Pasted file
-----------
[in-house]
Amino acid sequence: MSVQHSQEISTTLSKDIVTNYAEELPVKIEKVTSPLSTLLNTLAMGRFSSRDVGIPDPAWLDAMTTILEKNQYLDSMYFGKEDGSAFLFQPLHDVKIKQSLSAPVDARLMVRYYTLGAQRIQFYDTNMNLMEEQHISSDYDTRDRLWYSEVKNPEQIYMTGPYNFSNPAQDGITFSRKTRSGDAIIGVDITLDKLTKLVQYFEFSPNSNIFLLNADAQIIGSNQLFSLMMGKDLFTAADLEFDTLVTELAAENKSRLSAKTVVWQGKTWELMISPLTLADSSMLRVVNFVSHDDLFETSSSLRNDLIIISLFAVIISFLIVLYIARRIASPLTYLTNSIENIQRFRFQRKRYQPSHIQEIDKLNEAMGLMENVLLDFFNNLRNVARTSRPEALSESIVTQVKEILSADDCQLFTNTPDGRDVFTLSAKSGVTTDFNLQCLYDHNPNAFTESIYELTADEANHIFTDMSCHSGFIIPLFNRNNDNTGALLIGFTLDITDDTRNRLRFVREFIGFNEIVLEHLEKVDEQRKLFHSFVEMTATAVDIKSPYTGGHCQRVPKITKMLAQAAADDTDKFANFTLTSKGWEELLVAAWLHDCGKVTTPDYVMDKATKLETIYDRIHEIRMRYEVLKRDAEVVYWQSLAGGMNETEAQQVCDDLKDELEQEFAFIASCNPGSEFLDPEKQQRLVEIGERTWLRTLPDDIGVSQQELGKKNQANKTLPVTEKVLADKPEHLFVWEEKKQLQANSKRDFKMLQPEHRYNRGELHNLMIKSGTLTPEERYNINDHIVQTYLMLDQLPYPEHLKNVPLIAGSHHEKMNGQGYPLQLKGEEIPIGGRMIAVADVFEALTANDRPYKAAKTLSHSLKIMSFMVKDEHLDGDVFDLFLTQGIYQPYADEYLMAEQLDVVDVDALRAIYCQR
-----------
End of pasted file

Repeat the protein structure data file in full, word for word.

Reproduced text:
[in-house]
Amino acid sequence: MSVQHSQEISTTLSKDIVTNYAEELPVKIEKVTSPLSTLLNTLAMGRFSSRDVGIPDPAWLDAMTTILEKNQYLDSMYFGKEDGSAFLFQPLHDVKIKQSLSAPVDARLMVRYYTLGAQRIQFYDTNMNLMEEQHISSDYDTRDRLWYSEVKNPEQIYMTGPYNFSNPAQDGITFSRKTRSGDAIIGVDITLDKLTKLVQYFEFSPNSNIFLLNADAQIIGSNQLFSLMMGKDLFTAADLEFDTLVTELAAENKSRLSAKTVVWQGKTWELMISPLTLADSSMLRVVNFVSHDDLFETSSSLRNDLIIISLFAVIISFLIVLYIARRIASPLTYLTNSIENIQRFRFQRKRYQPSHIQEIDKLNEAMGLMENVLLDFFNNLRNVARTSRPEALSESIVTQVKEILSADDCQLFTNTPDGRDVFTLSAKSGVTTDFNLQCLYDHNPNAFTESIYELTADEANHIFTDMSCHSGFIIPLFNRNNDNTGALLIGFTLDITDDTRNRLRFVREFIGFNEIVLEHLEKVDEQRKLFHSFVEMTATAVDIKSPYTGGHCQRVPKITKMLAQAAADDTDKFANFTLTSKGWEELLVAAWLHDCGKVTTPDYVMDKATKLETIYDRIHEIRMRYEVLKRDAEVVYWQSLAGGMNETEAQQVCDDLKDELEQEFAFIASCNPGSEFLDPEKQQRLVEIGERTWLRTLPDDIGVSQQELGKKNQANKTLPVTEKVLADKPEHLFVWEEKKQLQANSKRDFKMLQPEHRYNRGELHNLMIKSGTLTPEERYNINDHIVQTYLMLDQLPYPEHLKNVPLIAGSHHEKMNGQGYPLQLKGEEIPIGGRMIAVADVFEALTANDRPYKAAKTLSHSLKIMSFMVKDEHLDGDVFDLFLTQGIYQPYADEYLMAEQLDVVDVDALRAIYCQR